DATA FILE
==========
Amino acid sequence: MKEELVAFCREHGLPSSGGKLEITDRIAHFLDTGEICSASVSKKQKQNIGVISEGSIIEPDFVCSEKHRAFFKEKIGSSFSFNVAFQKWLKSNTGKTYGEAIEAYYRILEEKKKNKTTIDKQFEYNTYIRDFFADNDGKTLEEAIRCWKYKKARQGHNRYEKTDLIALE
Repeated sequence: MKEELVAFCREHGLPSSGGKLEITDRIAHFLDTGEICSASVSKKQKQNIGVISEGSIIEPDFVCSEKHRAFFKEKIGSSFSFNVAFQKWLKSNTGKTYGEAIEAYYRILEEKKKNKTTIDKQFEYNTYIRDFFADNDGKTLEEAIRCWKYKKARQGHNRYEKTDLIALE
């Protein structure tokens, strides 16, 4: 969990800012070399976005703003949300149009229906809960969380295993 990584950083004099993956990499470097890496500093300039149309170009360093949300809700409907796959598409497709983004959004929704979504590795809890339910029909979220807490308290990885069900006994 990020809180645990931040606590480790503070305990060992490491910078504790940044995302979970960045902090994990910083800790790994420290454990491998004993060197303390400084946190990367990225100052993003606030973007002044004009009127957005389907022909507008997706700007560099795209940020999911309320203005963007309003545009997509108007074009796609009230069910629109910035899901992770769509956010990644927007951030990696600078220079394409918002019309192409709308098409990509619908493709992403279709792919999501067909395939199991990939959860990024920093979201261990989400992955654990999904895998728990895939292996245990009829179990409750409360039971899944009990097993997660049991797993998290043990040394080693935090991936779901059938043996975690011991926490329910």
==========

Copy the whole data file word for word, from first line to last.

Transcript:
Amino acid sequence: MKEELVAFCREHGLPSSGGKLEITDRIAHFLDTGEICSASVSKKQKQNIGVISEGSIIEPDFVCSEKHRAFFKEKIGSSFSFNVAFQKWLKSNTGKTYGEAIEAYYRILEEKKKNKTTIDKQFEYNTYIRDFFADNDGKTLEEAIRCWKYKKARQGHNRYEKTDLIALE
Repeated sequence: MKEELVAFCREHGLPSSGGKLEITDRIAHFLDTGEICSASVSKKQKQNIGVISEGSIIEPDFVCSEKHRAFFKEKIGSSFSFNVAFQKWLKSNTGKTYGEAIEAYYRILEEKKKNKTTIDKQFEYNTYIRDFFADNDGKTLEEAIRCWKYKKARQGHNRYEKTDLIALE
């Protein structure tokens, strides 16, 4: 969990800012070399976005703003949300149009229906809960969380295993 990584950083004099993956990499470097890496500093300039149309170009360093949300809700409907796959598409497709983004959004929704979504590795809890339910029909979220807490308290990885069900006994 990020809180645990931040606590480790503070305990060992490491910078504790940044995302979970960045902090994990910083800790790994420290454990491998004993060197303390400084946190990367990225100052993003606030973007002044004009009127957005389907022909507008997706700007560099795209940020999911309320203005963007309003545009997509108007074009796609009230069910629109910035899901992770769509956010990644927007951030990696600078220079394409918002019309192409709308098409990509619908493709992403279709792919999501067909395939199991990939959860990024920093979201261990989400992955654990999904895998728990895939292996245990009829179990409750409360039971899944009990097993997660049991797993998290043990040394080693935090991936779901059938043996975690011991926490329910």